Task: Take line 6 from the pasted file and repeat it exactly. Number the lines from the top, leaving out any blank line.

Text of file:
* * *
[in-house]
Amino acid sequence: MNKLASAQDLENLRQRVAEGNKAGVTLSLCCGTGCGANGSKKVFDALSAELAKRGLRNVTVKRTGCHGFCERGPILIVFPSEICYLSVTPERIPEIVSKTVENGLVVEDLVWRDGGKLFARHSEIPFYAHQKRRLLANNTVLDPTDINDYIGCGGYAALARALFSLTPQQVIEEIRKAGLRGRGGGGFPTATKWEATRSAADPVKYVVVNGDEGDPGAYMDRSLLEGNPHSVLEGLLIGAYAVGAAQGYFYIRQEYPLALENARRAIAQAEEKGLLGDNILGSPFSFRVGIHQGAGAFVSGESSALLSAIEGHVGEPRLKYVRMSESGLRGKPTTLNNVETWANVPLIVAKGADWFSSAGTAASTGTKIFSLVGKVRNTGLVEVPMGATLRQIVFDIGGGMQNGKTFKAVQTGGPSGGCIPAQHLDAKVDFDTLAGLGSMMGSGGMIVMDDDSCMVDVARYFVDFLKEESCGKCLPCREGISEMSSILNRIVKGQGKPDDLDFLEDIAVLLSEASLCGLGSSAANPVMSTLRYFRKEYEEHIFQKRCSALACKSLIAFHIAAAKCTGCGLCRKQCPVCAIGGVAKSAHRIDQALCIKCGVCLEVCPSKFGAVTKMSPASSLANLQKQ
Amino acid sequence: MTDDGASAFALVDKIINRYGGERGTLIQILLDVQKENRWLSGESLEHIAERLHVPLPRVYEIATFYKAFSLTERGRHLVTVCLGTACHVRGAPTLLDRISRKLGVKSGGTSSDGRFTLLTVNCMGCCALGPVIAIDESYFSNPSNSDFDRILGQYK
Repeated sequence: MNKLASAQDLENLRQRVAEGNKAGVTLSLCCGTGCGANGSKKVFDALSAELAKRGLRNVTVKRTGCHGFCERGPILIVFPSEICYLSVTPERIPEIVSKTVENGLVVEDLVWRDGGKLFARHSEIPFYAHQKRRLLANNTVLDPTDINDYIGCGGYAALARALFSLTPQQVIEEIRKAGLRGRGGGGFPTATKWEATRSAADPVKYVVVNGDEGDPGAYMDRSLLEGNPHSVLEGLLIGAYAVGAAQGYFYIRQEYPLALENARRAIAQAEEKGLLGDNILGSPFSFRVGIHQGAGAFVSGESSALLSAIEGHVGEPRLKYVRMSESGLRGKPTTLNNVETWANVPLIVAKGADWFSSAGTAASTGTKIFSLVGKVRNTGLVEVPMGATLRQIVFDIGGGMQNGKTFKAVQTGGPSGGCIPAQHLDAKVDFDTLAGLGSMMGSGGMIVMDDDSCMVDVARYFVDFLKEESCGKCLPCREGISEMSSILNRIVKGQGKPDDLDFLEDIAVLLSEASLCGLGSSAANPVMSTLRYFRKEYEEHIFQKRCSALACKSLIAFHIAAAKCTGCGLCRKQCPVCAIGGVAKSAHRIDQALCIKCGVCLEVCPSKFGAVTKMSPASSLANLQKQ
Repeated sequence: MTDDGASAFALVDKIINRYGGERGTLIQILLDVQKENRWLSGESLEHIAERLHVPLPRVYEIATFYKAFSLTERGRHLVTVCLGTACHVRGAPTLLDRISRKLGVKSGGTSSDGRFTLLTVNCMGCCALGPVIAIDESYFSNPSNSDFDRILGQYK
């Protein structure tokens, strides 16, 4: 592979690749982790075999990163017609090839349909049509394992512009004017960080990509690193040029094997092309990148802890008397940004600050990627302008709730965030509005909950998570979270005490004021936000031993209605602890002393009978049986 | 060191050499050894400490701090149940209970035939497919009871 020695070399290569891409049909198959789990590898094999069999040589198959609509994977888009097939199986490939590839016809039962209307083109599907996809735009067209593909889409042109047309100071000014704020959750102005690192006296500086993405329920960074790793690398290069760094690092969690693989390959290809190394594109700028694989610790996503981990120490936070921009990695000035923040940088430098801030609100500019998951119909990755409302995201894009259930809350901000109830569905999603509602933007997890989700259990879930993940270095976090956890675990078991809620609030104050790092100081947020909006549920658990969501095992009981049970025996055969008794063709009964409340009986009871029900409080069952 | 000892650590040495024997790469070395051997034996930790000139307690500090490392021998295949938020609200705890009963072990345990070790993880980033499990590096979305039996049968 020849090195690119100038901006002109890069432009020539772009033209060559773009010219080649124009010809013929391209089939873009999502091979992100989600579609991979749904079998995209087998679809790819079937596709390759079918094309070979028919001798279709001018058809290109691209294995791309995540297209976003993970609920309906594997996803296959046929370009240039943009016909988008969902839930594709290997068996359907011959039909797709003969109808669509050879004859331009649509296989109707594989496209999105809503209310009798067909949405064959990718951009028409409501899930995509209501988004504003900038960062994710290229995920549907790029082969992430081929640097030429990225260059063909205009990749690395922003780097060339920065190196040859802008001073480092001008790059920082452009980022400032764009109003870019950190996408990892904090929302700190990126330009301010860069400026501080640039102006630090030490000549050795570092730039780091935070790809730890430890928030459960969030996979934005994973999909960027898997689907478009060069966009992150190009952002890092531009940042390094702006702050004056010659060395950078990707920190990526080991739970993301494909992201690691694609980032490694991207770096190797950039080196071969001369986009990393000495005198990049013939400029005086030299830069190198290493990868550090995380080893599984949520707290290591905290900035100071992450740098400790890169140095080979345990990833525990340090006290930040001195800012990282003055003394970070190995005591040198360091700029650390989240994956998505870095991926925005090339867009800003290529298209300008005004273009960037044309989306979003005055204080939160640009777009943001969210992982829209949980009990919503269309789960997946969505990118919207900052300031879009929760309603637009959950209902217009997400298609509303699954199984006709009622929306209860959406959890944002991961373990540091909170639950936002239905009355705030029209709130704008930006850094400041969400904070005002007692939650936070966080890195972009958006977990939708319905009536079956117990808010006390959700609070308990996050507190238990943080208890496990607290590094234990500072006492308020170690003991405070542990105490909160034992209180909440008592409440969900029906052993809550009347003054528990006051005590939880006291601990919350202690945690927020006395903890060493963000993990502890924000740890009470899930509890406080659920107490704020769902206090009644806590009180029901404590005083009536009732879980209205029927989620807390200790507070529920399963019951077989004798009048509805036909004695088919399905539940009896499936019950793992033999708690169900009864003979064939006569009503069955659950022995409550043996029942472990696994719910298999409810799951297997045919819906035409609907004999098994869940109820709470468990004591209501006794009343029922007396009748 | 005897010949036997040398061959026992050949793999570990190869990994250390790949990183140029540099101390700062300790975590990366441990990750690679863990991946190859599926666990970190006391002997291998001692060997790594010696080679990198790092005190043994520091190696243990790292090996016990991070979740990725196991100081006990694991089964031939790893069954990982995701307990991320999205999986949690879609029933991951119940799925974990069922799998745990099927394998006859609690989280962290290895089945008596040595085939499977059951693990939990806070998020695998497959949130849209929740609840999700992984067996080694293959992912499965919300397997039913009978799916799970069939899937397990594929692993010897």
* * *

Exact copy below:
């Protein structure tokens, strides 16, 4: 592979690749982790075999990163017609090839349909049509394992512009004017960080990509690193040029094997092309990148802890008397940004600050990627302008709730965030509005909950998570979270005490004021936000031993209605602890002393009978049986 | 060191050499050894400490701090149940209970035939497919009871 020695070399290569891409049909198959789990590898094999069999040589198959609509994977888009097939199986490939590839016809039962209307083109599907996809735009067209593909889409042109047309100071000014704020959750102005690192006296500086993405329920960074790793690398290069760094690092969690693989390959290809190394594109700028694989610790996503981990120490936070921009990695000035923040940088430098801030609100500019998951119909990755409302995201894009259930809350901000109830569905999603509602933007997890989700259990879930993940270095976090956890675990078991809620609030104050790092100081947020909006549920658990969501095992009981049970025996055969008794063709009964409340009986009871029900409080069952 | 000892650590040495024997790469070395051997034996930790000139307690500090490392021998295949938020609200705890009963072990345990070790993880980033499990590096979305039996049968 020849090195690119100038901006002109890069432009020539772009033209060559773009010219080649124009010809013929391209089939873009999502091979992100989600579609991979749904079998995209087998679809790819079937596709390759079918094309070979028919001798279709001018058809290109691209294995791309995540297209976003993970609920309906594997996803296959046929370009240039943009016909988008969902839930594709290997068996359907011959039909797709003969109808669509050879004859331009649509296989109707594989496209999105809503209310009798067909949405064959990718951009028409409501899930995509209501988004504003900038960062994710290229995920549907790029082969992430081929640097030429990225260059063909205009990749690395922003780097060339920065190196040859802008001073480092001008790059920082452009980022400032764009109003870019950190996408990892904090929302700190990126330009301010860069400026501080640039102006630090030490000549050795570092730039780091935070790809730890430890928030459960969030996979934005994973999909960027898997689907478009060069966009992150190009952002890092531009940042390094702006702050004056010659060395950078990707920190990526080991739970993301494909992201690691694609980032490694991207770096190797950039080196071969001369986009990393000495005198990049013939400029005086030299830069190198290493990868550090995380080893599984949520707290290591905290900035100071992450740098400790890169140095080979345990990833525990340090006290930040001195800012990282003055003394970070190995005591040198360091700029650390989240994956998505870095991926925005090339867009800003290529298209300008005004273009960037044309989306979003005055204080939160640009777009943001969210992982829209949980009990919503269309789960997946969505990118919207900052300031879009929760309603637009959950209902217009997400298609509303699954199984006709009622929306209860959406959890944002991961373990540091909170639950936002239905009355705030029209709130704008930006850094400041969400904070005002007692939650936070966080890195972009958006977990939708319905009536079956117990808010006390959700609070308990996050507190238990943080208890496990607290590094234990500072006492308020170690003991405070542990105490909160034992209180909440008592409440969900029906052993809550009347003054528990006051005590939880006291601990919350202690945690927020006395903890060493963000993990502890924000740890009470899930509890406080659920107490704020769902206090009644806590009180029901404590005083009536009732879980209205029927989620807390200790507070529920399963019951077989004798009048509805036909004695088919399905539940009896499936019950793992033999708690169900009864003979064939006569009503069955659950022995409550043996029942472990696994719910298999409810799951297997045919819906035409609907004999098994869940109820709470468990004591209501006794009343029922007396009748 | 005897010949036997040398061959026992050949793999570990190869990994250390790949990183140029540099101390700062300790975590990366441990990750690679863990991946190859599926666990970190006391002997291998001692060997790594010696080679990198790092005190043994520091190696243990790292090996016990991070979740990725196991100081006990694991089964031939790893069954990982995701307990991320999205999986949690879609029933991951119940799925974990069922799998745990099927394998006859609690989280962290290895089945008596040595085939499977059951693990939990806070998020695998497959949130849209929740609840999700992984067996080694293959992912499965919300397997039913009978799916799970069939899937397990594929692993010897």